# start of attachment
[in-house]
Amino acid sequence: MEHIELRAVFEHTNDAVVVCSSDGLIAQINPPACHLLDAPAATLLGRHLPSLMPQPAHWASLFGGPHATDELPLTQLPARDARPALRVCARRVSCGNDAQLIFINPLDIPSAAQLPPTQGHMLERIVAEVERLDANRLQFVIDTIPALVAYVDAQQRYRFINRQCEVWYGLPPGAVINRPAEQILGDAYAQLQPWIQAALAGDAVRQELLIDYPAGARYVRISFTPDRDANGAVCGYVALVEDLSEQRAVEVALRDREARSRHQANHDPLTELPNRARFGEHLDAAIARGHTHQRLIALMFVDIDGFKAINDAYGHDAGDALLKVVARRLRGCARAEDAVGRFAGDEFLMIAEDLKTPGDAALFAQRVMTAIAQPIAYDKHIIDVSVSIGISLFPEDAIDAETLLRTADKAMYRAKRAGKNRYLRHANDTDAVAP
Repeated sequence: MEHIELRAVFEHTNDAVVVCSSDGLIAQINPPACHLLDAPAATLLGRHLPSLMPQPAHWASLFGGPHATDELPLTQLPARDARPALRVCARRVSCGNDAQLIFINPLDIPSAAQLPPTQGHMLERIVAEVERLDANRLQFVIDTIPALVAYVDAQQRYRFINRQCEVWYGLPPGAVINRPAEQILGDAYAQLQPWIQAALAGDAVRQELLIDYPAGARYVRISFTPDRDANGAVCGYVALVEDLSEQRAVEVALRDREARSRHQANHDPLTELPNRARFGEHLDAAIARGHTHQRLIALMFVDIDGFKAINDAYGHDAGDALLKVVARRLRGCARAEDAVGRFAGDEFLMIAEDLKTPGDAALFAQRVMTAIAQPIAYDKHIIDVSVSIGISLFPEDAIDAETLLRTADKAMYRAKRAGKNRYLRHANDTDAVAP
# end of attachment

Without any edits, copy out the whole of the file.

[in-house]
Amino acid sequence: MEHIELRAVFEHTNDAVVVCSSDGLIAQINPPACHLLDAPAATLLGRHLPSLMPQPAHWASLFGGPHATDELPLTQLPARDARPALRVCARRVSCGNDAQLIFINPLDIPSAAQLPPTQGHMLERIVAEVERLDANRLQFVIDTIPALVAYVDAQQRYRFINRQCEVWYGLPPGAVINRPAEQILGDAYAQLQPWIQAALAGDAVRQELLIDYPAGARYVRISFTPDRDANGAVCGYVALVEDLSEQRAVEVALRDREARSRHQANHDPLTELPNRARFGEHLDAAIARGHTHQRLIALMFVDIDGFKAINDAYGHDAGDALLKVVARRLRGCARAEDAVGRFAGDEFLMIAEDLKTPGDAALFAQRVMTAIAQPIAYDKHIIDVSVSIGISLFPEDAIDAETLLRTADKAMYRAKRAGKNRYLRHANDTDAVAP
Repeated sequence: MEHIELRAVFEHTNDAVVVCSSDGLIAQINPPACHLLDAPAATLLGRHLPSLMPQPAHWASLFGGPHATDELPLTQLPARDARPALRVCARRVSCGNDAQLIFINPLDIPSAAQLPPTQGHMLERIVAEVERLDANRLQFVIDTIPALVAYVDAQQRYRFINRQCEVWYGLPPGAVINRPAEQILGDAYAQLQPWIQAALAGDAVRQELLIDYPAGARYVRISFTPDRDANGAVCGYVALVEDLSEQRAVEVALRDREARSRHQANHDPLTELPNRARFGEHLDAAIARGHTHQRLIALMFVDIDGFKAINDAYGHDAGDALLKVVARRLRGCARAEDAVGRFAGDEFLMIAEDLKTPGDAALFAQRVMTAIAQPIAYDKHIIDVSVSIGISLFPEDAIDAETLLRTADKAMYRAKRAGKNRYLRHANDTDAVAP